Trump, with hyperbolic rhetoric, over-the-top lifestyle and that hair is the perfect target and a ratings machine. His appearances with Colbert and Fallon all brought in ratings records for both shows, as Trump himself is sure to remind you.
“The late night talk show hosts love Trump as a target but don’t like him as a person. He does wonders for their show. He’s outrageous, unpredictable, larger than life and always newsworthy, you can’t buy that type of target and once you got it you home in on it,” Lichter said.
Colbert, for example, has called Trump an “egomaniacal billionaire” though in a recent interview with CBS’s John Dickerson, he said he admires Trump’s ability to buck conventions.
“I may disagree with anything that he’s saying and think that his proposals are a little … well, more than a little shocking. But there is something really hopeful about the fact that, well, 36 percent of the likely voters want him so the people in the machine don’t get to say otherwise,” Colbert said, referencing a recent CBS/New York Times poll. “That’s the one saving grace, I think, of his candidacy.”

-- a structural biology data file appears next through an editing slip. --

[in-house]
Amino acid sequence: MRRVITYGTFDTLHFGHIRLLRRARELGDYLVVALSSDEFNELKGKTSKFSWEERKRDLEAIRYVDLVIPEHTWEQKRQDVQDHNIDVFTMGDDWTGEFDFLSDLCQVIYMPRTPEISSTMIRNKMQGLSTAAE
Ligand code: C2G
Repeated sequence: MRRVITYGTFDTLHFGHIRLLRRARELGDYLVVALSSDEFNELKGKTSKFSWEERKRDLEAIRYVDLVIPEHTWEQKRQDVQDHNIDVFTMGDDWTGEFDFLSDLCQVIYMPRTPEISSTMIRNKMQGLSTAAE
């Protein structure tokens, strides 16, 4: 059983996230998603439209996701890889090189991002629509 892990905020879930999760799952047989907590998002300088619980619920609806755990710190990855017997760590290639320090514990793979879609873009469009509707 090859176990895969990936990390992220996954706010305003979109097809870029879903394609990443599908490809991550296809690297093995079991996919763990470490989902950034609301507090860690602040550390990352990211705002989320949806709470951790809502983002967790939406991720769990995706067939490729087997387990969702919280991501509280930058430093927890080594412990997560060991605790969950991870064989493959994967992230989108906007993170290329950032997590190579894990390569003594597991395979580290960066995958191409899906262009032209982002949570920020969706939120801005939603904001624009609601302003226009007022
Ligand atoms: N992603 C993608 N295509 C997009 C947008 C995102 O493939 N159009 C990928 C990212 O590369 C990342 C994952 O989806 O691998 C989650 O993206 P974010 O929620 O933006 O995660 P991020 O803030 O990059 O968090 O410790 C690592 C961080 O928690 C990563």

In his years of following the politics of late night television, Lichter said the only other time he had seen such harsh jokes about a politician was when Bill Clinton was at the height of his scandal with Monica Lewinsky.
“When a politician is caught in a scandal, it legitimatizes nasty jokes and areas where normally you don’t go,” Lichter said. “Trump seems to have jumped in there without doing the scandalous things that usually brings such an outpouring.”
For years there’s been a feeling among conservatives that late night television, which is exclusively based in New York and Los Angeles, is a bastion of liberalism. Former “Tonight Show” host Jay Leno was often considered one of the few places a conservative Republican could get a fair shake. But Lichter says that while it’s likely there’s a more liberal tilt from late-night-show writers, Trump’s targeting goes beyond personal politics.
If comedy writers’ goals were to take down Republicans, Lichter said, ”you would see a lot of stuff on Ted Cruz, who may be the most conservative candidate.”